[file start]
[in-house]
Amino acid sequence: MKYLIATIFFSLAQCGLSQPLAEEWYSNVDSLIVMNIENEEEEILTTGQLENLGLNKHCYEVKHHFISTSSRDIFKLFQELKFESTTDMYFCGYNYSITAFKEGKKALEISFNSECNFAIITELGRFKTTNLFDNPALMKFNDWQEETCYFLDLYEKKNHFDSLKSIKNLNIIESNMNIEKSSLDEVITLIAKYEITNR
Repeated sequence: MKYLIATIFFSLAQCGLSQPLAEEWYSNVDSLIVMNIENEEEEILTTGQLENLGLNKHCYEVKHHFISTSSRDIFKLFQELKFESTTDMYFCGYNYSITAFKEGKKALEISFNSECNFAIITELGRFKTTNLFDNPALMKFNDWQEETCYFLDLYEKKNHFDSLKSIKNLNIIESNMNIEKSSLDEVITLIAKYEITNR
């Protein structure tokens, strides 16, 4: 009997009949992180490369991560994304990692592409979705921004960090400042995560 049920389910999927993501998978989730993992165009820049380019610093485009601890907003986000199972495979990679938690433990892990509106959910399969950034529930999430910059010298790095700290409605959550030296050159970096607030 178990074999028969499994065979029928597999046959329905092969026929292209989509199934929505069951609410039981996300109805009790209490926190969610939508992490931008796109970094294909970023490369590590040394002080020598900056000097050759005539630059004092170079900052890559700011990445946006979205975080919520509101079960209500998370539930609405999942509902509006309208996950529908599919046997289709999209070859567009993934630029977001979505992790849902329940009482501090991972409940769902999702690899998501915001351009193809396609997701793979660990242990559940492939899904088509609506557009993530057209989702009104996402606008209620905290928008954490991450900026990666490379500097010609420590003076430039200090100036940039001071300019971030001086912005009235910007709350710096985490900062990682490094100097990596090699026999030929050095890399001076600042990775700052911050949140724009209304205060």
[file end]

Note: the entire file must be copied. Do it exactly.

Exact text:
[in-house]
Amino acid sequence: MKYLIATIFFSLAQCGLSQPLAEEWYSNVDSLIVMNIENEEEEILTTGQLENLGLNKHCYEVKHHFISTSSRDIFKLFQELKFESTTDMYFCGYNYSITAFKEGKKALEISFNSECNFAIITELGRFKTTNLFDNPALMKFNDWQEETCYFLDLYEKKNHFDSLKSIKNLNIIESNMNIEKSSLDEVITLIAKYEITNR
Repeated sequence: MKYLIATIFFSLAQCGLSQPLAEEWYSNVDSLIVMNIENEEEEILTTGQLENLGLNKHCYEVKHHFISTSSRDIFKLFQELKFESTTDMYFCGYNYSITAFKEGKKALEISFNSECNFAIITELGRFKTTNLFDNPALMKFNDWQEETCYFLDLYEKKNHFDSLKSIKNLNIIESNMNIEKSSLDEVITLIAKYEITNR
């Protein structure tokens, strides 16, 4: 009997009949992180490369991560994304990692592409979705921004960090400042995560 049920389910999927993501998978989730993992165009820049380019610093485009601890907003986000199972495979990679938690433990892990509106959910399969950034529930999430910059010298790095700290409605959550030296050159970096607030 178990074999028969499994065979029928597999046959329905092969026929292209989509199934929505069951609410039981996300109805009790209490926190969610939508992490931008796109970094294909970023490369590590040394002080020598900056000097050759005539630059004092170079900052890559700011990445946006979205975080919520509101079960209500998370539930609405999942509902509006309208996950529908599919046997289709999209070859567009993934630029977001979505992790849902329940009482501090991972409940769902999702690899998501915001351009193809396609997701793979660990242990559940492939899904088509609506557009993530057209989702009104996402606008209620905290928008954490991450900026990666490379500097010609420590003076430039200090100036940039001071300019971030001086912005009235910007709350710096985490900062990682490094100097990596090699026999030929050095890399001076600042990775700052911050949140724009209304205060």